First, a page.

Because they want to avoid exposing their employees to the H1N1 swine flu virus through sneezes and handshakes, 37 percent of companies worldwide are either canceling meetings or restricting travelers from attending them, according to an initial survey of corporate travel managers by the Association of Corporate Travel Executives (ACTE).
Meetings aside, companies say they are prepared for the possibility of a pandemic and are not canceling business travel plans, except to Mexico.
"This initial survey of global business travel managers indicates that levels of corporate preparedness are quite high going into this crisis, with a majority of companies showing confidence in their contagion and pandemic plans," ACTE Executive Director Susan Gurley said in a statement. "Actually, preparedness levels are much higher than they were at the outbreak of the severe acute respiratory syndrome—SARS—in 2003. At that time, companies had to gear up for a potential pandemic. They have now had six years to build upon their contagion and pandemic plans and to perfect their implementation. This is a contributing factor to the lack of panic now."
According to the ACTE survey, 62 percent of companies currently have a pandemic emergency plan that "covers the evacuation or hospitalization of infected travelers in a foreign country facing an outbreak of contagion." Meanwhile, 73 percent of companies have a plan that allows "the majority of employees to work from home or a remote location in the event of a pandemic."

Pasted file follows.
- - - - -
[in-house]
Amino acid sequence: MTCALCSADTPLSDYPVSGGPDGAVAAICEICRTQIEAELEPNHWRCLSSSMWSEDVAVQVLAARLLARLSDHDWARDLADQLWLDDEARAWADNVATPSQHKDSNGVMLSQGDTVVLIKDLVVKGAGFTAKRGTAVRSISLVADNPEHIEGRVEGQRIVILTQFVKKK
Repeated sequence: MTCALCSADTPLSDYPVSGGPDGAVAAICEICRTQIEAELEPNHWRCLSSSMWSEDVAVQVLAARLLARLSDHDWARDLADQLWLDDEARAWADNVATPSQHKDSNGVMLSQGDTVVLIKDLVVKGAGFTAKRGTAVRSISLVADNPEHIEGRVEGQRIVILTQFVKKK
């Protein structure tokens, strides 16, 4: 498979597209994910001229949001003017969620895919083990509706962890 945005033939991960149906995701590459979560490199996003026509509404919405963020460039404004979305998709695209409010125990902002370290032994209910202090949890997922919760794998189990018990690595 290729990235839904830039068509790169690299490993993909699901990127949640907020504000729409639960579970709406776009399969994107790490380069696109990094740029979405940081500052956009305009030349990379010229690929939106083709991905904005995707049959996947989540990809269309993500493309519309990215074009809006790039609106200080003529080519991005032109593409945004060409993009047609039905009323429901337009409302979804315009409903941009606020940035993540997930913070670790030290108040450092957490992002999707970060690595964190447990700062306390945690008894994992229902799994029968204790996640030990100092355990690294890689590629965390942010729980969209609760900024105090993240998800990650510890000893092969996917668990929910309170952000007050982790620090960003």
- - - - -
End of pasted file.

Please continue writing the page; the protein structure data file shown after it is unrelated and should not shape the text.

"There was concern these might be the same contingency plans developed six years ago," Gurley said, "but the survey clearly indicates that this is not the case."
In fact, 58 percent of ACTE survey respondents said their companies have been upgrading their pandemic plans on a regular basis since SARS, while 68 percent have been advising employees and travelers of plan upgrades every three months. Furthermore, 24 percent of companies said they remind travelers of their contagion program prior to every trip they take.
Because they feel adequately prepared for a pandemic, few companies are canceling business travel plans apart from meetings, according to ACTE, which said 47 percent of companies have restricted travel—but only to Mexico. Only 3 percent of companies said they are restricting travel to the United States and Mexico, and only 1 percent to the United States exclusively.
"This is an evolving crisis that will be determined by government efforts to contain, cure and control the H1N1 swine influenza," Gurley said, "as well as the ongoing impact on the business travel industry and the global economy."